Bitwise founders and former co-CEOs Jake Soberal and Irma Olguin Jr. are being charged with fraud by federal authorities.
Both Soberal and Olguin will appear in federal court Thursday afternoon after they admitted to significant criminal conduct to investigators.
The big picture: Soberal and Olguin self-surrendered to federal authorities on Thursday after being charged with conspiring to commit wire fraud and taking over $100 million from businesses and individuals.
- U.S. Attorney Phillip A. Talbert announced the charges Thursday morning.
- According to Talbert, Soberal and Olguin fabricated bank statements, lied to investors, provided false financial information to their board of directors, forged documents and used buildings Bitwise no longer owned as collateral for loans.
- The duo are being accused of pocketing cash while committing fraud.
- Soberal and Olguin admitted to federal investigators during interviews in September that they committed criminal misconduct.
- The complaint alleges that Soberal and Olguin agreed to lie to board members, investors, lenders and others about Bitwise’s finances to obtain funding. They allegedly did so by fabricating financial information in board presentations and investor materials, as well as altering and forging bank statements, audits and other financial records.
- Soberal and Olguin each took home $600,000 per year in salaries.
- They face a maximum of 20 years in prison and $250,000 fines if convicted.
Go deeper: The complaint shows that Soberal and Olguin told the Bitwise board in February 2022 that the company had over $44 million in cash, despite bank records showing only $11.7 million on hand at the time.
- In March they said the company had over $77 million in the bank and a revenue of over $143 million. Bank records show that the cash balance was actually under $5 million, and the complaint says that the revenue number was completely fabricated.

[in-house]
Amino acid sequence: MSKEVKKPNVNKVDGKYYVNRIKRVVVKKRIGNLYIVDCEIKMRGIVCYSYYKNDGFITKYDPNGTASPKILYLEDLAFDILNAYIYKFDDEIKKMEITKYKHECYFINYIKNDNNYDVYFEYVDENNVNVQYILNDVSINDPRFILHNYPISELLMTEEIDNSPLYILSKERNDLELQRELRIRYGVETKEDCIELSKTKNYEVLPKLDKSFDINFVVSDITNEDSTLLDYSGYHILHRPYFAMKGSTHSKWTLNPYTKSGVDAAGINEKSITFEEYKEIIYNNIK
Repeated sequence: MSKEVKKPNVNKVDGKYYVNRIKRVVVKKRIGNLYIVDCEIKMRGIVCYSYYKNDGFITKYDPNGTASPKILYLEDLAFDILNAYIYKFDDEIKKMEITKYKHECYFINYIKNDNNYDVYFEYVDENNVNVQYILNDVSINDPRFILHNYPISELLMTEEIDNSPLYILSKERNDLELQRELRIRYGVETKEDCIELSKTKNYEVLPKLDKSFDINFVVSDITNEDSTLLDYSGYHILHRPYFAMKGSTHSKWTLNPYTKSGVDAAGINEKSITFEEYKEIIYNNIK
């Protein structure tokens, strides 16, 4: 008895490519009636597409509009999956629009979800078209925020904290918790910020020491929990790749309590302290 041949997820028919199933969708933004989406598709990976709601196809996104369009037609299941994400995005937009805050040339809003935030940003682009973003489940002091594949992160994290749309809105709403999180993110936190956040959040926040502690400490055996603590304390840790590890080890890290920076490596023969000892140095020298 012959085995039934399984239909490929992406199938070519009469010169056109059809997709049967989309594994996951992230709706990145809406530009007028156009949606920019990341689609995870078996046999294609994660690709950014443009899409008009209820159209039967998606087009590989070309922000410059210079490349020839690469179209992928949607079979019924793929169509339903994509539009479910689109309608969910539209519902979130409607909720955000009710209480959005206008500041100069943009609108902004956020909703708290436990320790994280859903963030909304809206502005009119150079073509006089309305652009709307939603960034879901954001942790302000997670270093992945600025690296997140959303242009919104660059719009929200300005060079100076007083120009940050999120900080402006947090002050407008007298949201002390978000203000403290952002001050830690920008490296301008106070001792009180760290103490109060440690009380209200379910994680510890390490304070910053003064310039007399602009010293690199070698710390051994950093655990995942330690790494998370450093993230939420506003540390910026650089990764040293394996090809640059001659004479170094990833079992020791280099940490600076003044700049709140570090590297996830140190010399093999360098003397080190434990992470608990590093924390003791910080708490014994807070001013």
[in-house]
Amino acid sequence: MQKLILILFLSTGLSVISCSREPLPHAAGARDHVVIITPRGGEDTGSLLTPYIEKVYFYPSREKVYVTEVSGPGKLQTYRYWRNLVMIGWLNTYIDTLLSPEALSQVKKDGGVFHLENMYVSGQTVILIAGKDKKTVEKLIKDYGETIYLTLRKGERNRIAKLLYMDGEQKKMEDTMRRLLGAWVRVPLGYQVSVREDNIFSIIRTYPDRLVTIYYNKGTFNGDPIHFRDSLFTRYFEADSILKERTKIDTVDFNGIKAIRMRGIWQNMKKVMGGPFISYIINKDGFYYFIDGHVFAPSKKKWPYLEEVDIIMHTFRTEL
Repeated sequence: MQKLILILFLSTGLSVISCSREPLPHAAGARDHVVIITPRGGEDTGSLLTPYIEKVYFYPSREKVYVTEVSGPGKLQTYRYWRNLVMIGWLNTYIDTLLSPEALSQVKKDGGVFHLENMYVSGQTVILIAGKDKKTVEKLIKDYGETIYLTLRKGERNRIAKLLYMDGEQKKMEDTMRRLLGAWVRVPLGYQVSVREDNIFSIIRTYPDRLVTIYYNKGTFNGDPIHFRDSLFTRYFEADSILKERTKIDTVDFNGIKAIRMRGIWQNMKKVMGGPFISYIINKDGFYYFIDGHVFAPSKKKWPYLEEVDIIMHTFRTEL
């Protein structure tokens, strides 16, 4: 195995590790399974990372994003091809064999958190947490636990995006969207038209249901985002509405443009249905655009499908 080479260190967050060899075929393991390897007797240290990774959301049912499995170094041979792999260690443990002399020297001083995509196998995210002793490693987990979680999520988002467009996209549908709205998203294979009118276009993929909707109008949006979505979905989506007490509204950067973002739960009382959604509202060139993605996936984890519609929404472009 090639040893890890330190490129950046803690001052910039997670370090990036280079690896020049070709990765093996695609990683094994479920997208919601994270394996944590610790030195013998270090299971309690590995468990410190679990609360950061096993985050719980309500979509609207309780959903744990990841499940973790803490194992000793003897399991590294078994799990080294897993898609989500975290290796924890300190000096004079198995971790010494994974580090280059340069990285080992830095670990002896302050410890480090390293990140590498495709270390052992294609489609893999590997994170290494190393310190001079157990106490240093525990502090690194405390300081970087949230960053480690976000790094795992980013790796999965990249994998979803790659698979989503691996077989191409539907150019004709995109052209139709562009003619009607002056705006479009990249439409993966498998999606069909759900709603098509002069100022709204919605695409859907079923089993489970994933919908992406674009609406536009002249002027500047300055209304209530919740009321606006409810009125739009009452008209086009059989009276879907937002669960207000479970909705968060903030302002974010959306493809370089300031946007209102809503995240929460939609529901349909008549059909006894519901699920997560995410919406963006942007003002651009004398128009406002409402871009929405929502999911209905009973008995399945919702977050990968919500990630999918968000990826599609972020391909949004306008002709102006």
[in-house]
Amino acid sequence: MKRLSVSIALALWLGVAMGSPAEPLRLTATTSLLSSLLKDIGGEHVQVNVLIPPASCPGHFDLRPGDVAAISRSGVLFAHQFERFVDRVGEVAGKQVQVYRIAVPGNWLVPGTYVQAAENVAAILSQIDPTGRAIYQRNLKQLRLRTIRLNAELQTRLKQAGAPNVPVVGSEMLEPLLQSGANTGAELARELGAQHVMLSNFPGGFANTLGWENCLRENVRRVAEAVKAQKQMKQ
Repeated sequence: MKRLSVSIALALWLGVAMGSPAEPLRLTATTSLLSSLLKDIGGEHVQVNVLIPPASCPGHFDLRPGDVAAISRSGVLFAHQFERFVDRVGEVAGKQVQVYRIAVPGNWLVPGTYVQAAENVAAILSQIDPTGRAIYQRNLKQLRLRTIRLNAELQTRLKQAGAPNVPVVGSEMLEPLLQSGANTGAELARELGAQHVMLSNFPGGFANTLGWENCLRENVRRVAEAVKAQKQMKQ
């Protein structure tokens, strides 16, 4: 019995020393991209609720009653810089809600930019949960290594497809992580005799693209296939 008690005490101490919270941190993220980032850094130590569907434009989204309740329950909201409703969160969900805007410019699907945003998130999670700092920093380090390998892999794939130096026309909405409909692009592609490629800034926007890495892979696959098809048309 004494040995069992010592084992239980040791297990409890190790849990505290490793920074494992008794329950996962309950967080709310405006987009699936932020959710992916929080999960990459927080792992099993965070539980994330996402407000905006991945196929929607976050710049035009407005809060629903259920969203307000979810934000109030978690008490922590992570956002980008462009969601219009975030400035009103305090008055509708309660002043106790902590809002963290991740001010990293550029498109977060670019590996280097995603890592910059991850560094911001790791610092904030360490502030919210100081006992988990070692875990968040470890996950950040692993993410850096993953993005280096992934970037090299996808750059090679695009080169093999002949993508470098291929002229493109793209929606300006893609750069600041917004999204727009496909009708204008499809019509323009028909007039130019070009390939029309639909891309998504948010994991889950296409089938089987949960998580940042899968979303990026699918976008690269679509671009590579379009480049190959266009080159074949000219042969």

- Former Bitwise President Beth Mily talked to Soberal and Olguin about the company’s cash problems on several occasions, regarding the issuance of paper checks instead of direct deposit at all times. They told her not to worry about it. They also made short term loans at a 10 percent interest rate to the company, and asked other key personnel to do the same – a tactic they called “passing the hat.”
- A previous CFO for the company – who is unnamed in the complaint and worked in the role from June 2020 through September 2021 – told investigators that Bitwise was always cash-negative when he worked there, estimating that the company lost over $20 million annually.
- When he was hired Bitwise was not using Generally Accepted Accounting Principles, the default accounting standard used by companies throughout the nation. When he switched accounting models the company’s 2020 revenue was reduced from $30 million to $9 million, which Soberal and Olguin were unhappy about and told him that he was wrong.
- When the next CFO came in, 14 months after the previous one had left, the books had not been reconciled in over a year. Several board members told investigators that they now believe the absence of a CFO was by design.
- Other employees told investigators that Bitwise had few actual customer sales and that the company’s revenue was always low and not close to being profitable.
- Another employee told investigators that Soberal and Olguin “seemed to hire a lot of friends, family members, and acquaintances who were not qualified for their jobs, paid everyone high salaries, and gave people large raises despite the company’s financial struggles.”
- The complaint shows that shortly before the company collapsed in late May, Soberal purchased a new Tesla with company funds.
- The complaint details various hiring and staffing issues, including hiring a recent college graduate who had been working at a coffee shop to be an executive assistant before being quickly promoted to Vice President of Hiring and given a salary of over $125,000 per year.
- Bitwise’s self-stated culture of inclusiveness was also used as an excuse to not provide financial records to potential investors. A London-based investor agreed to give Bitwise $150 million on May 5, 2022. But the investment fell through because Soberal and Olguin refused to provide bank statements and told the investor that they terminated the investment because it “did not align with the company’s stated goals and culture of inclusiveness” and that the investor’s “due diligence requests were unfair.”
- In securing capital from another investor, Soberal and Olguin admitted to altering bank statements to inflate Bitwise’s cash balances.
What they’re saying: “The defendants could have chosen simply to admit the failure of Bitwise’s business model,” Talbert said in a statement. “Instead, they used lie after lie to pull in over $100 million into a dying venture through fraud.”
Read the unsealed indictment: